If what you’re doing each hour doesn’t directly and immediately benefit your customer’s experience, you should probably be doing something else. Be honest with yourself: Are you setting up profiles on these sites for the dopamine hit of satisfaction they gave you, or because they will actually improve the business? Are you ignoring or avoiding some more difficult task that’s actually tied to your success, in favor of idling on social media websites, gaining “followers” who will never become customers, and planning for realities way off in the distance rather than focusing on the here-and-now?

5) Hire faster

Every small business owner has a control freak living inside them. Especially when you are starting out, every single part of the business, no matter how insignificant, can seem like something you ought to have your personal stamp on. In our case, this meant scrutinizing everything from the website design to the email templates to the brand of bathroom cleaner, all the way down to making sure I was the one hand-making each bed so that the sheets were tucked in just tight enough. Plus, it was saving us the expense of paying someone else, right? And didn’t Steve Jobs obsess over every detail of Apple products? That’s sort of the same, isn’t it? Of course I should make the beds myself, if only on the what-would-Steve-Jobs-do-if-he-ran-a-hostel theory of business.

You can see where this is going. While it’s great to know a business inside and out, you have to acknowledge the difference between working in the business and working on the business. If your business is going to grow, you have to work on growing it. Otherwise you’re just making beds all day, while the core business languishes.

The solution is to hire fast. It’s in vogue these days to say things like “hire slow, fire fast.” That’s a fine rule of thumb in certain businesses and companies at certain stages in their growth, but it was my experience that I was reluctant to hire because I was unwilling to cede control. I assumed I knew best, and that anyone I hired wouldn’t do the same high-quality job I could, right down to how tightly they tucked in the sheets. My delay in hiring was a kind of arrogance, and it badly impaired the business.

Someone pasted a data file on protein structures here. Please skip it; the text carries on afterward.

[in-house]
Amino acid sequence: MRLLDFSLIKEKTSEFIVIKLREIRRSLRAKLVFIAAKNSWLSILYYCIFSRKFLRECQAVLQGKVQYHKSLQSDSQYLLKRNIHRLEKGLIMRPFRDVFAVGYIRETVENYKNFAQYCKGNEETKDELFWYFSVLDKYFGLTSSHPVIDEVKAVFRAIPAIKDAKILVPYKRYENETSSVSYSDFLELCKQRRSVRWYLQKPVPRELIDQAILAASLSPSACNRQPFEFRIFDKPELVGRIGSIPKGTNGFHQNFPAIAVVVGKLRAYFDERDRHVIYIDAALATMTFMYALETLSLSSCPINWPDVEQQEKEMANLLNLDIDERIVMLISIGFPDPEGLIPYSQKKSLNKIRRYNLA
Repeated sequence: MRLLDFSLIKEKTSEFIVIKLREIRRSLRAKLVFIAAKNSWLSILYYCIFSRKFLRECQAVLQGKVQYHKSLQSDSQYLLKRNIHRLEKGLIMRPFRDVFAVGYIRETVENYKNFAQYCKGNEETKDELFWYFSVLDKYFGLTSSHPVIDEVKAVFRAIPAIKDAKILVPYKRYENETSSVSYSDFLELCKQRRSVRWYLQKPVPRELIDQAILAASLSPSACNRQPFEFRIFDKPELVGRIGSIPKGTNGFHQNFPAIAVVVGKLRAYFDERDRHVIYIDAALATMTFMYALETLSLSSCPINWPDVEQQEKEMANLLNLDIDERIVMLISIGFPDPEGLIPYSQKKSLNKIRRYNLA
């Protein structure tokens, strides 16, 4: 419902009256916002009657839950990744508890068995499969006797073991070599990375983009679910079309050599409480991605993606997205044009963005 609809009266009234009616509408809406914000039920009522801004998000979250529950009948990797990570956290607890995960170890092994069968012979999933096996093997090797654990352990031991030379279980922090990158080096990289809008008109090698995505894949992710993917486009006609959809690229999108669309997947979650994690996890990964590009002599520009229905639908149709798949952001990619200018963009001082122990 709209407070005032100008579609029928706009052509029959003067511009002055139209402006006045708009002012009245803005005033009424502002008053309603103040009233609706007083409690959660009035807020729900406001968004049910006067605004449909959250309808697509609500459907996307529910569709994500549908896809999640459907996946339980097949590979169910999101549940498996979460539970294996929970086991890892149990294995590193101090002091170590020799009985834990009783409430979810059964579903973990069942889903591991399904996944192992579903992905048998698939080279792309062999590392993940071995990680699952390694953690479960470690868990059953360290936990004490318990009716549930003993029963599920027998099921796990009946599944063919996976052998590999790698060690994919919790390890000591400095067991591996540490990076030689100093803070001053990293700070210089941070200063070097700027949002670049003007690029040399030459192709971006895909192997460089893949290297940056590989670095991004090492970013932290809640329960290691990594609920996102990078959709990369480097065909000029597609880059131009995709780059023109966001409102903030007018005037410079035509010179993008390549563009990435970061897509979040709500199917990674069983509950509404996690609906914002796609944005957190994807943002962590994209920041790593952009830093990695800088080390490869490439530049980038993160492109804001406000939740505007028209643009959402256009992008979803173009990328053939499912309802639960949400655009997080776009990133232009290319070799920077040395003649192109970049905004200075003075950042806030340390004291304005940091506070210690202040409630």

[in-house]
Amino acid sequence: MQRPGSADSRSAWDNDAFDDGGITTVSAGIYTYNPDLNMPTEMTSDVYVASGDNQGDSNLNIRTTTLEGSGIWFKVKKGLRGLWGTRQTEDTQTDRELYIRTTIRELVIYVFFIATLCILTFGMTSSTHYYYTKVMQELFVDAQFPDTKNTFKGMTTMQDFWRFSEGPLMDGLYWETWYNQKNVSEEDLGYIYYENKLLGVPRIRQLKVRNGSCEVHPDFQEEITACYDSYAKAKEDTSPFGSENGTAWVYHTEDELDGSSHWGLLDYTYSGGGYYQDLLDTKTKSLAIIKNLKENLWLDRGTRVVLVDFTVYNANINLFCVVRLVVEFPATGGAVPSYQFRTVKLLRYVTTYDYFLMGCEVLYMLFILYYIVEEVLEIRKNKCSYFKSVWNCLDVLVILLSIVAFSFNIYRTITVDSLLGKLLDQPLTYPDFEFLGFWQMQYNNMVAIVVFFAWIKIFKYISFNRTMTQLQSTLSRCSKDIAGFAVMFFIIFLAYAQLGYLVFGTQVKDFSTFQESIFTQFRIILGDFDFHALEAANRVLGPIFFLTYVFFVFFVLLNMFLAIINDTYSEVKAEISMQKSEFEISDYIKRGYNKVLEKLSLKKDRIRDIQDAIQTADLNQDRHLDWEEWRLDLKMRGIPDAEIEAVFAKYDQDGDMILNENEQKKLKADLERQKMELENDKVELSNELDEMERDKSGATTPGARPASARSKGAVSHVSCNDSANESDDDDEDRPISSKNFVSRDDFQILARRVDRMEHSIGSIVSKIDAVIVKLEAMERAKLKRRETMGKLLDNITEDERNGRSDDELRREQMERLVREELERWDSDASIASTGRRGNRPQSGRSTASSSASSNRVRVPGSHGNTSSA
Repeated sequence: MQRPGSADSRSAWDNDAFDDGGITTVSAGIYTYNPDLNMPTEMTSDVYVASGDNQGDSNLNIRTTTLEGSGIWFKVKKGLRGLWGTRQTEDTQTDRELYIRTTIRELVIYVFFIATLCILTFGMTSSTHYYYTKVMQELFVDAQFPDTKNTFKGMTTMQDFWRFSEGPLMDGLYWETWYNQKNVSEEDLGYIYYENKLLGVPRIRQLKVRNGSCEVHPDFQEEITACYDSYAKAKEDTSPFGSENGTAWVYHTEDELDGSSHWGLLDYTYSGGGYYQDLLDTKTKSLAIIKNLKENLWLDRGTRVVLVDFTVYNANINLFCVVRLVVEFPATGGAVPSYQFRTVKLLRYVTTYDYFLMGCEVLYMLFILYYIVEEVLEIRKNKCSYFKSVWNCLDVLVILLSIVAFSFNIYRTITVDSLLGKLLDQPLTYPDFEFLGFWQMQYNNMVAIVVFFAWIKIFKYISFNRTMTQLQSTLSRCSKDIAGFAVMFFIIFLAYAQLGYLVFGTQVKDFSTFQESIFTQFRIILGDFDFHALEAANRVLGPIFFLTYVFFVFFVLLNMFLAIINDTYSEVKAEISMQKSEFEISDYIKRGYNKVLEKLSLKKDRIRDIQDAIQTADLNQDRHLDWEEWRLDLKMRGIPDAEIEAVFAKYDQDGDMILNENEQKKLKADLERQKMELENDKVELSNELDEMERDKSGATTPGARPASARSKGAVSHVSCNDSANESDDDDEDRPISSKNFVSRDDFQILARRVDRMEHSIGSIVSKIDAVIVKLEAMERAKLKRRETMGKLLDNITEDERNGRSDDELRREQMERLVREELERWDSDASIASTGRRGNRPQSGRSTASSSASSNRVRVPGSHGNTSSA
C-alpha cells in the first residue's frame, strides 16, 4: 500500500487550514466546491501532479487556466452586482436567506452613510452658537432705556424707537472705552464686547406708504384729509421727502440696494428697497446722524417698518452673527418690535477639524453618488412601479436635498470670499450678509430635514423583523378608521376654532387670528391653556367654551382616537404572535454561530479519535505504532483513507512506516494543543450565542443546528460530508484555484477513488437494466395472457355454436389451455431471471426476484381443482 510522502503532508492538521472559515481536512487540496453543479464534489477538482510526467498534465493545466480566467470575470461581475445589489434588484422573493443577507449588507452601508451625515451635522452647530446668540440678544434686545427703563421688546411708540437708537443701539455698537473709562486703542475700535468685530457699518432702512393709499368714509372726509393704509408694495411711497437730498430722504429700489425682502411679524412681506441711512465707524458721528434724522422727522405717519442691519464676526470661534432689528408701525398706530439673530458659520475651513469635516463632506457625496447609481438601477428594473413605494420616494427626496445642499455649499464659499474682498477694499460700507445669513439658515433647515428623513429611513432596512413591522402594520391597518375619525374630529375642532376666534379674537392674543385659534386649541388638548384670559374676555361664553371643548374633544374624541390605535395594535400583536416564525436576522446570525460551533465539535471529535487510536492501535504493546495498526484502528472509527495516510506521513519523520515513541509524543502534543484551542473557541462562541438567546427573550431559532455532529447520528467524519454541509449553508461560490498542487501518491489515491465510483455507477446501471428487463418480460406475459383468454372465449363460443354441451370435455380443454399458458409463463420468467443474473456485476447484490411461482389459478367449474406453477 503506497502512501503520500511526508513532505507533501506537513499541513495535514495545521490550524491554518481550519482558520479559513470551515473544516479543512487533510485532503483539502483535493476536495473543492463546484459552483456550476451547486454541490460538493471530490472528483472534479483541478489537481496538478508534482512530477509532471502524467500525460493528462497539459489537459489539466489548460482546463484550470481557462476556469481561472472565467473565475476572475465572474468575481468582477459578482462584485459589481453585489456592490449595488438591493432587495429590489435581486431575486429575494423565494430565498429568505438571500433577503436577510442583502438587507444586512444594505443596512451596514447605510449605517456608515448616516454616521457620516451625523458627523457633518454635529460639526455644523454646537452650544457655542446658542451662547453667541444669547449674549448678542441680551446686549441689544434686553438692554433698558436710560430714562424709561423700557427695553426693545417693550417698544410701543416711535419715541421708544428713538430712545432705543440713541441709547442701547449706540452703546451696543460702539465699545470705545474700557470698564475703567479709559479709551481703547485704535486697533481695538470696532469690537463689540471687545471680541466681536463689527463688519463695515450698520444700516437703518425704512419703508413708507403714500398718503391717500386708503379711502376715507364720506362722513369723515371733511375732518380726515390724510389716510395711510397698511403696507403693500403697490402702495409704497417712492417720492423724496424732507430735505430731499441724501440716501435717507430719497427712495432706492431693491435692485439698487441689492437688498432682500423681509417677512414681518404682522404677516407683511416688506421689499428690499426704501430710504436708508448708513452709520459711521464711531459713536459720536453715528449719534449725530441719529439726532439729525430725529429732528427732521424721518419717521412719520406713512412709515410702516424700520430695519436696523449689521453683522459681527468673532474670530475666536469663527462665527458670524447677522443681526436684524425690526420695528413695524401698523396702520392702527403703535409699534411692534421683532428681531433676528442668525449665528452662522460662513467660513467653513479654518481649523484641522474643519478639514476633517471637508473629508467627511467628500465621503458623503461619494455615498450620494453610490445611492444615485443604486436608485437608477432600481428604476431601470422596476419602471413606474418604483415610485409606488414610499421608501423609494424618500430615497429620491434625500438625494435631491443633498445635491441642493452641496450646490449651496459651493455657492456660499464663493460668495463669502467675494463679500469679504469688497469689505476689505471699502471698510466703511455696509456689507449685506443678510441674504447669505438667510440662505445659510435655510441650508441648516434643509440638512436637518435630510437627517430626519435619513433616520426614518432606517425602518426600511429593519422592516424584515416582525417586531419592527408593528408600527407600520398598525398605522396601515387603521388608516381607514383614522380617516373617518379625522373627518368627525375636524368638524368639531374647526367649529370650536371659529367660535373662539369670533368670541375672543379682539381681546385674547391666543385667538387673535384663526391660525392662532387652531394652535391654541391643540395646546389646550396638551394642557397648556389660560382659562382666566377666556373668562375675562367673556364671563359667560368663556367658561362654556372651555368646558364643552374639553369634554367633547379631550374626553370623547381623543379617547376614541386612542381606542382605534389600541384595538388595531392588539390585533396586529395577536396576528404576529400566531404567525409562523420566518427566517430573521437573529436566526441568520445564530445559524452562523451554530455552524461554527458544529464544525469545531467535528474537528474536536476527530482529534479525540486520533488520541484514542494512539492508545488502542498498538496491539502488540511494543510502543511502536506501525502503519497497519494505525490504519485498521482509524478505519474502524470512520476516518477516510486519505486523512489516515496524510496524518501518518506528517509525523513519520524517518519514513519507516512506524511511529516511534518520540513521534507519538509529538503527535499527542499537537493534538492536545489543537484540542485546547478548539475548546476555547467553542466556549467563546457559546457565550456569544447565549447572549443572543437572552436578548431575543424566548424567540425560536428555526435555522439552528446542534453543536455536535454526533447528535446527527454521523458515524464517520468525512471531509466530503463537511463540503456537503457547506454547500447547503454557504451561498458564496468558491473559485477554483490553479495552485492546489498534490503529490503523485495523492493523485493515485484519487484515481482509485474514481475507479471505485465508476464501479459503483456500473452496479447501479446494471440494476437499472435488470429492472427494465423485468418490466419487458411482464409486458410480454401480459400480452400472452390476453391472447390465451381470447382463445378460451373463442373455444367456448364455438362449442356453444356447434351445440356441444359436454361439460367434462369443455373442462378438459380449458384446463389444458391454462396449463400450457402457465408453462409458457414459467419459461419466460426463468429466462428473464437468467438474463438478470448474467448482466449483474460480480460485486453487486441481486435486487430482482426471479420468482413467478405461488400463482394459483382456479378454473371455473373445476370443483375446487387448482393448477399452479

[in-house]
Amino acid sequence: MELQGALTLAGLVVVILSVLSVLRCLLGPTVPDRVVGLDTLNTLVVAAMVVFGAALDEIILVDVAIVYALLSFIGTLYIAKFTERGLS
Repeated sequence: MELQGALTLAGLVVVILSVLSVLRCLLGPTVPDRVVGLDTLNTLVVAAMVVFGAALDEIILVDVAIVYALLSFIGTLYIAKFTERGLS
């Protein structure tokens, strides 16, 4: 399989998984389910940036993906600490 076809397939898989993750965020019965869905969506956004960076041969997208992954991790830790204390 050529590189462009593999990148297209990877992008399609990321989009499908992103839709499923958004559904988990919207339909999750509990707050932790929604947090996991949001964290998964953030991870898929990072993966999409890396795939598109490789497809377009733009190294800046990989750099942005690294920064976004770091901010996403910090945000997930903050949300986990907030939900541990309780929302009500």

When you wait too long to hire, your company can’t capitalize on your competitive advantages. In my case, I’m a partner at a successful marketing company. My competitive advantage is in marketing, branding, messaging, and growing the business and its digital footprint. Instead of focusing on that, I was busy making beds. And as soon as I got out of my own way, and trusted that others knew what they were doing, our business started growing.

6) Boredom is your new normal

Here’s an inconvenient truth for anyone about to start a new venture: If you don’t like doing the mundane parts of your business, you probably shouldn’t be in that business.

I’ve seen many hostels fail when the ‘owners’ fall in love with the “lifestyle accessories” they believe come along with owning a hostel: adding “owner” to the LinkedIn profile, hooking friends up with free stays, flirting with attractive people who came through the door. Yet they hated changing beds, cleaning bathrooms, dealing with questions from guests, running the software required to keep track of stays, fixing small problems around the property, and the like. You know, everything that goes into actually running a hostel and making guests feel at home.

The trappings of owning a business aren’t going to get you through tough times. You have to enjoy every part of the business if you’re going to survive. This might sound like something of a Zen parable, but it’s a fact of doing business that isn’t talked about enough. Mundanities are the business; boredom is the norm. The sooner you accept that, the sooner you will know if your idea is something you’re going to want to pursue on the lowest of low days.

7) The beginning isn’t the end